• Joinder is pretty much what it sounds like—the joining together of claims.
  • Joinder is fairly common in personal injury lawsuits. Multiple parties may be joined in one lawsuit, but each party is still addressed individually.

To approve a lawsuit as a class action lawsuit, a court must be able to see that the numbers of people harmed are so similar and so great that joining them all in another type of lawsuit would be too costly and inefficient for the court. Instead, a class action lawsuit can address the injustice without naming each and every affected class member.

On average, cases with at least 40 plaintiffs usually gain class action status, but in some cases, even just a dozen people may be enough.

How Much Does It Cost to Start a Class Action Lawsuit?

Since all plaintiffs share equally in any compensation gained from a class action lawsuit, expecting one or two people to bear the entire legal bill would be an unfair burden. Instead, most class action lawyers wait for compensation, collecting a percentage of the settlement only if the class action lawsuit is successful.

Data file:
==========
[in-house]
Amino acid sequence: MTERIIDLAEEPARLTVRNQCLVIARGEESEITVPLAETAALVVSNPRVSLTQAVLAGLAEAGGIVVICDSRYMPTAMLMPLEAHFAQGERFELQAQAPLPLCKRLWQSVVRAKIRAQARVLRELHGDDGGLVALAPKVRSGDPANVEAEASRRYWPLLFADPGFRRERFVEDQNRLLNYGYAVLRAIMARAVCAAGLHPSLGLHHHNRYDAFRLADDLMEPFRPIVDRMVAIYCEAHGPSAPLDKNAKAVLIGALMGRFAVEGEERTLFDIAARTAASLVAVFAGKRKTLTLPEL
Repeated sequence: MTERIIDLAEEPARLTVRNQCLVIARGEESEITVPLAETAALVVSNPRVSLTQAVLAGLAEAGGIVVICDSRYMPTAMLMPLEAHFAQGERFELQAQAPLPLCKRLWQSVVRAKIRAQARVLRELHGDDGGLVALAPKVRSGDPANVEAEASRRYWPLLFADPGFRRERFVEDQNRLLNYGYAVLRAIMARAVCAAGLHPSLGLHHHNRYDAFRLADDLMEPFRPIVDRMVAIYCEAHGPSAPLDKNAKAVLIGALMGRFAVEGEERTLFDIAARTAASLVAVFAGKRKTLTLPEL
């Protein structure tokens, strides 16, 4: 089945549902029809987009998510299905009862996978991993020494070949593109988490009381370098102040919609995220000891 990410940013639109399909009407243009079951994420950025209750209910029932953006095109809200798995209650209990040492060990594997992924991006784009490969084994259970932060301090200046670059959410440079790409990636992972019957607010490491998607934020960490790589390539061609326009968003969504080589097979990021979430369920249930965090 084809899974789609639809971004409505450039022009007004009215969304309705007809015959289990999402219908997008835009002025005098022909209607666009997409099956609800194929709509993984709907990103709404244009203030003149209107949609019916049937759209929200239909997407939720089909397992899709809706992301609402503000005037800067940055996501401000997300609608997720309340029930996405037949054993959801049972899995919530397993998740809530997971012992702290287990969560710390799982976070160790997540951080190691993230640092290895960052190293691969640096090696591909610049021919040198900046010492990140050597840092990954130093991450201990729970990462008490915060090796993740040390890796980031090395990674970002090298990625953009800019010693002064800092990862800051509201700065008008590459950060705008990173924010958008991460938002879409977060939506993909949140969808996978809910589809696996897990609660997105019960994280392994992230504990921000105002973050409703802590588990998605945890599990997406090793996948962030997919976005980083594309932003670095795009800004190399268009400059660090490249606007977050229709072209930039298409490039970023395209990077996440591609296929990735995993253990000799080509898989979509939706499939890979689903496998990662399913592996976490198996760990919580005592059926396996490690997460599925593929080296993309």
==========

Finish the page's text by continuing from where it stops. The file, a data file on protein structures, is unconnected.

How Long Do Class Action Lawsuits Typically Take from Start to Finish?

Class action lawsuits are like any other lawsuit in that each has its own timeline. Some are settled within mere months while alterations, amendments, objections and appeals can extend others for years. However, each must follow certain steps:

  • Step 1. Complaint: An attorney files a class action complaint that describes the problem, the people affected and the compensation that the lawsuit will seek for the class of potential plaintiffs.
  • Step 2. Certification: A judge reviews the complaint and determines whether the case fits requirements for a class action lawsuit. If it does, the court will issue a certification order that recognizes the case as a class action lawsuit, defines who belongs in the class membership and appoints a class counsel to handle the suit.
  • Step 3. Notice: The court mandates that all possible members of the suing class must be notified of the significant details of the class action and must be given the option to opt in or out within a defined time frame.